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PACE cross-program implementation and impact study findings (Gardiner & Juras 2019)

Absence of conflict of interest

This study was conducted by staff from Abt Associates, which administers CLEAR. The review of this study was conducted by ICF Incorporated, which also administers CLEAR and is trained in applying the CLEAR causal evidence guidelines.

Citation

Gardiner, K., & Juras, R. (2019). PACE Cross-Program Implementation and Impact Study Findings (Report No. 2019-32). Washington, DC: Office of Planning, Research, and Evaluation, Administration for Children and Families, U.S. Department of Health and Human Services. [PTH]

Highlights

  • The study's objective was to examine the impact of Pathways to Healthcare (PTH) on education outcomes. The authors investigated similar research questions for other programs, the profiles of which can be found here.
  • The study used a randomized controlled trial to examine the impact of PTH on education outcomes. Using participant surveys, the authors conducted a statistical model to compare the outcomes of the treatment and control group members.
  • The study found that PTH participants were significantly more likely than control participants to have earned one or more credential(s).
  • This study receives a high evidence rating. This means we are confident that the estimated effects are attributable to Pathways to Healthcare (PTH), and not to other factors.

Intervention Examined

Pathways to Healthcare (PTH)

Features of the Intervention

In 2010, Pima Community College (PCC) and Pima County One Stop in Tucson, Arizona were awarded a 5-year Health Profession Opportunity Grant (HPOG) to launch and implement the Pathways to Healthcare (PTH) program. The program is designed to help low-income, low-skilled adults access and complete training specific to gaining employment in the healthcare sector. The program maps PCC’s 16 existing occupational training programs into five pathways allowing students to obtain stackable credentials. Accelerated basic skills training was available for participants who did not test at the college level, and additional supports included academic and non-academic advising, scholarships, and workshops and professional development activities to help students gain employment post-program completion.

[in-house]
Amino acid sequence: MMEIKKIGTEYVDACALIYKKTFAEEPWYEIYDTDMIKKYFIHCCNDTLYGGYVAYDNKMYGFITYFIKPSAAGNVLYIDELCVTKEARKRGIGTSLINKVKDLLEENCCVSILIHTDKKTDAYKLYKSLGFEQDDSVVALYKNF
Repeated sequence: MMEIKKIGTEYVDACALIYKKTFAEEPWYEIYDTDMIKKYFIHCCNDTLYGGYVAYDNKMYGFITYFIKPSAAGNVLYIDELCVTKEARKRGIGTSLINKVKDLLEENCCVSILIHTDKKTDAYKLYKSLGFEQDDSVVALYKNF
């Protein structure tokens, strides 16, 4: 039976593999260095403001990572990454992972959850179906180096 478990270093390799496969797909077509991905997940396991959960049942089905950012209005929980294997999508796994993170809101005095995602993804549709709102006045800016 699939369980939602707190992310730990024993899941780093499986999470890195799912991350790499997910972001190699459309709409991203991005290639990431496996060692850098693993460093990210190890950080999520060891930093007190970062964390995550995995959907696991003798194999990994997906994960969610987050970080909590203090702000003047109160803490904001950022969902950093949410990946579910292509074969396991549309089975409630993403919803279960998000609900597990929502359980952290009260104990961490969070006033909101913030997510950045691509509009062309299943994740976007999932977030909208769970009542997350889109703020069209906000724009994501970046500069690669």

Features of the Study

This study was part of the multi-program Pathways for Advancing Careers and Education (PACE) evaluation. The PACE evaluation was intended to address the gap in research on the effectiveness of career pathways programs, or programs providing postsecondary training or education in growing employment sectors. This profile focuses on PTH.

The study used a randomized controlled trial to examine the impact of PTH. Of the 1,217 participants who enrolled in the study between February 2012 and January 2014, 609 were randomly assigned to PTH (treatment group) and 608 were assigned to the control group. Control group members could not receive PTH services but could choose to participate in other employment services within the community. The majority of the study sample was female (83 percent) and just over half (56 percent) of participants identified as Hispanic/Latino, with 12 percent identifying as Black/African American and 27 percent identifying as White. Thirty-four percent of the sample had a high school degree or equivalency credential without further education/training. The data for the credential receipt outcome were drawn from the PACE 18-month survey. The authors used a statistical model to compare the outcomes of the treatment group with those of the control group.

Findings

Education and skills gains

  • The study found that 35 percent of treatment participants earned one or more credential(s) compared to 29 percent of control participants. This difference was statistically significant.

Causal Evidence Rating

The quality of causal evidence presented in this report is high, because it was based on a well-implemented randomized controlled trial. This means we are confident that the estimated effects are attributable to the PTH program, and not to other factors.

Additional Sources

Gardiner, K., Rolston, H., Fein, D., & Cho, S. (2017). Pima Community College Pathways to Healthcare Program: Implementation and Early Impact Report (Report No. 2017-10). Washington, DC: Office of Planning, Research and Evaluation, Administration for Children and Families, U.S. Department of Health and Human Services.

Reviewed by CLEAR

June 2022

Topic Area

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